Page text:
Dear Lord, in every situation and every need, I cry out to you for help. Your lovingkindness and great mercy are constantly with me. Lord, I know there may be times when I need to ask for help. Give me wisdom to recognize those times, and the courage and humility to ask for help. When I face problems in my heart, my family, or my journey, let me not be silent, but let me cry out until I find the help I need. In Jesus’s name, amen.

The Power of Words

Heart Exam

“…What you say flows from what is in your heart.” (Luke 6:45)

Let’s imagine for a minute that some guy carries around a two-liter bottle of Coca-Cola™. Hydration is important, right? Somehow, some dirty little rocks got into the bottle. Pretty gross, but to look at it from the outside, it looks like perfectly delicious Coke. And, most of the time, when the guy pours something out of the bottle, it’s just Coke and it tastes delightful.

Most of the time. But once in a while, something unexpected flows out of that bottle. The guy opens it, takes a swig, and ends up with a yucky little rock in his mouth. He’s shocked, and wonders, “Where did THAT come from?”

The simple answer is that it came from inside the bottle. What is inside the bottle eventually flows out of the bottle.

The same principle applies to our heart and our words. Sometimes something comes out of our mouths, and we’re shocked. We wonder where that horrible thing we said came from. The answer is simple—it came from what is in our hearts. What is inside our heart eventually flows out our mouth.

Here’s a real-life example. Once there was a lady who loved Jesus and tried to follow him. This lady came across a stunning cubic zirconium necklace. To her, it looked like a real diamond. She bought it and when she wore it she felt fancy.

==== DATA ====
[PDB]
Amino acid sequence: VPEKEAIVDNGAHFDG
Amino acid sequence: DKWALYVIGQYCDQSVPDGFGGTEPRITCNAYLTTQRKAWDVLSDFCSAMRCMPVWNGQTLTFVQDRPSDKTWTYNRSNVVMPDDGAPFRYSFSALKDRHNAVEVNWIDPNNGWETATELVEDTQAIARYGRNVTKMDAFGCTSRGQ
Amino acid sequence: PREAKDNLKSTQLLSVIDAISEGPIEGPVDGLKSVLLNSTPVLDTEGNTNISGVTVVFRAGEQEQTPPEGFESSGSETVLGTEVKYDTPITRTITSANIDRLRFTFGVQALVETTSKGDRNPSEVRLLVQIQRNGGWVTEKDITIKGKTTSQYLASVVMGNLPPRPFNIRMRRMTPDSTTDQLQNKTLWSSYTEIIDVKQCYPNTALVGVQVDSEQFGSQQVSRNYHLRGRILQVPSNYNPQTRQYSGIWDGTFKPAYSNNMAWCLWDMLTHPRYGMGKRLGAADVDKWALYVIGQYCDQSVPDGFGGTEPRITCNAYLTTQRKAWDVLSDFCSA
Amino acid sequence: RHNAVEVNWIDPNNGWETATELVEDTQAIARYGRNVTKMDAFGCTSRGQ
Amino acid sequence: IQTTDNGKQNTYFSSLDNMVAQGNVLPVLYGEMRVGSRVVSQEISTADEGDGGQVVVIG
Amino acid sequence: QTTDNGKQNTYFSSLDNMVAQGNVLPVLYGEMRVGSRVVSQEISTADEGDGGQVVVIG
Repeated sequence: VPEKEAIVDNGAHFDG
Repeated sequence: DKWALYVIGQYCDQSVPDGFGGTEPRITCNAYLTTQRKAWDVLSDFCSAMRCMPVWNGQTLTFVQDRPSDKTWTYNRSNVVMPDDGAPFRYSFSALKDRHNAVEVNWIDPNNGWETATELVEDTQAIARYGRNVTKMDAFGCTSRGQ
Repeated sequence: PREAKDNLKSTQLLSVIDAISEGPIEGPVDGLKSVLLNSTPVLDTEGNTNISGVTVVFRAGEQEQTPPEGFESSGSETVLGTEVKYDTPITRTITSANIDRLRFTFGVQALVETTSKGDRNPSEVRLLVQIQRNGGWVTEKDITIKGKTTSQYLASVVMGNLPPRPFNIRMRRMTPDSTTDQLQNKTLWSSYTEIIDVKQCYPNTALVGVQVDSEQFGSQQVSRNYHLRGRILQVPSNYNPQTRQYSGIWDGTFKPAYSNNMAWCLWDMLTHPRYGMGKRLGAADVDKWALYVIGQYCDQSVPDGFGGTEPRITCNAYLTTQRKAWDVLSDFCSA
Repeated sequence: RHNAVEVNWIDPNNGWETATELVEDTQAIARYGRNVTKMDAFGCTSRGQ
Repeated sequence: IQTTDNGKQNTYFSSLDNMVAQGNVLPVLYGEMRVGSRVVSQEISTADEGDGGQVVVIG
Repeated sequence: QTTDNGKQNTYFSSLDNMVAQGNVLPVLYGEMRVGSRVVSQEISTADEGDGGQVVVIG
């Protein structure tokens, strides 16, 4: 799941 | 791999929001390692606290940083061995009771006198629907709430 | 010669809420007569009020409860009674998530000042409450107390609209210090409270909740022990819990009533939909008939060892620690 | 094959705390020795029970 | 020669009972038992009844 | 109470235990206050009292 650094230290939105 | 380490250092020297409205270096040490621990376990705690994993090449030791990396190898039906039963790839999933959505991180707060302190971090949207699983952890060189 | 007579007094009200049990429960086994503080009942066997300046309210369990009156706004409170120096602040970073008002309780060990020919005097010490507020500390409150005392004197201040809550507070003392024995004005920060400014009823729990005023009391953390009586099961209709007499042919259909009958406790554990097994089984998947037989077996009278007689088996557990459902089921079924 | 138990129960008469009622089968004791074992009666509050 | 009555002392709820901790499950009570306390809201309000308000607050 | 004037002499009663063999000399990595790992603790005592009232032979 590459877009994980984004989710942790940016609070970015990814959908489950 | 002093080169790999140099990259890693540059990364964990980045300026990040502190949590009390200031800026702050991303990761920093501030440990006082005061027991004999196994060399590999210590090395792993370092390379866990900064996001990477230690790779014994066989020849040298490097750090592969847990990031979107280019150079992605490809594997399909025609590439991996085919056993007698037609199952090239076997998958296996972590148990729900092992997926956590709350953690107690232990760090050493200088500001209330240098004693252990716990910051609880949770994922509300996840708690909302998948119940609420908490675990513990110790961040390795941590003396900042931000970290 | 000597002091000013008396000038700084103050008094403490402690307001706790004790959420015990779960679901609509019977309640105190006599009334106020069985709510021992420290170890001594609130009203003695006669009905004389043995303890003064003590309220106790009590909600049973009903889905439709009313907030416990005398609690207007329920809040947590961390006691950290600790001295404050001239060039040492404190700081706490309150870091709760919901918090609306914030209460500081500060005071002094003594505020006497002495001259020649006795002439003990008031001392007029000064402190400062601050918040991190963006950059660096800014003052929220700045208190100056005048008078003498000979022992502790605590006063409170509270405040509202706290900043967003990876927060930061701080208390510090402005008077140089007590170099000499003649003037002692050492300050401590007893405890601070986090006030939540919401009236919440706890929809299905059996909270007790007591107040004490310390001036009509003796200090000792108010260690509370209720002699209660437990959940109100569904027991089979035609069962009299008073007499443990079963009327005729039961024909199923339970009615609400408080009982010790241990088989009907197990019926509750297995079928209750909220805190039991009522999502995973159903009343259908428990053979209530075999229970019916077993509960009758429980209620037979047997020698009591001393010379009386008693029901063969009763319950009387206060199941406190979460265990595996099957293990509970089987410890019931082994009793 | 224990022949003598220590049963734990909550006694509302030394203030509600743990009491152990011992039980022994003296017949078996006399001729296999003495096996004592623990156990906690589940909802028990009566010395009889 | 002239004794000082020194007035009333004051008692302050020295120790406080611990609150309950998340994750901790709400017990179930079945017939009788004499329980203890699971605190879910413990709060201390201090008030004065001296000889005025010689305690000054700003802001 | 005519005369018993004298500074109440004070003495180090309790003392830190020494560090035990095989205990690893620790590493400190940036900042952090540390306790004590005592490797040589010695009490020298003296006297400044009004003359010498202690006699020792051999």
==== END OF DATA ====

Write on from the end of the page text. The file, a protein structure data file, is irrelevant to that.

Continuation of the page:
But one day, someone asked her if the necklace was a real diamond. To her shock, she heard her mouth open up and say, “Yes.”

Where did that dishonest response come from? It came from a yucky little rock of pride lodged in her heart. Her words flowed from what was in her heart. She had to repent and give the necklace away to keep her heart healthy.

If angry words come out of our mouths, it’s because of a problem in our hearts. If hateful words come out of our mouths, it’s because of a problem in our hearts. Selfishness, unforgiveness, bitterness, unhealed wounds, impatience—all these and more can be lodged in our hearts. From the outside we may look OK, but our words reveal what is really inside our hearts. We can discern the health of our heart by listening to the words we speak.

Second Corinthians 13:5 tells us to examine ourselves. A good place to start is actively, intentionally listening to and examining the words we speak. Are they negative or positive? If our words indicate a heart problem, we must take a step toward fixing that problem. The next step could be awareness and prayer; guidance from a wise, mature Christian; or reaching out for Christian counseling. Whatever the next step is, it’s vitally important to the health of our heart.

It’s not OK to look fine on the outside but have ugliness in our hearts. That ugliness will eventually come out. Thankfully, when our words reveal a sinful heart, we have a Father in heaven who loves us. If we allow it, he will forgive us, heal our hearts, and mold us into his image.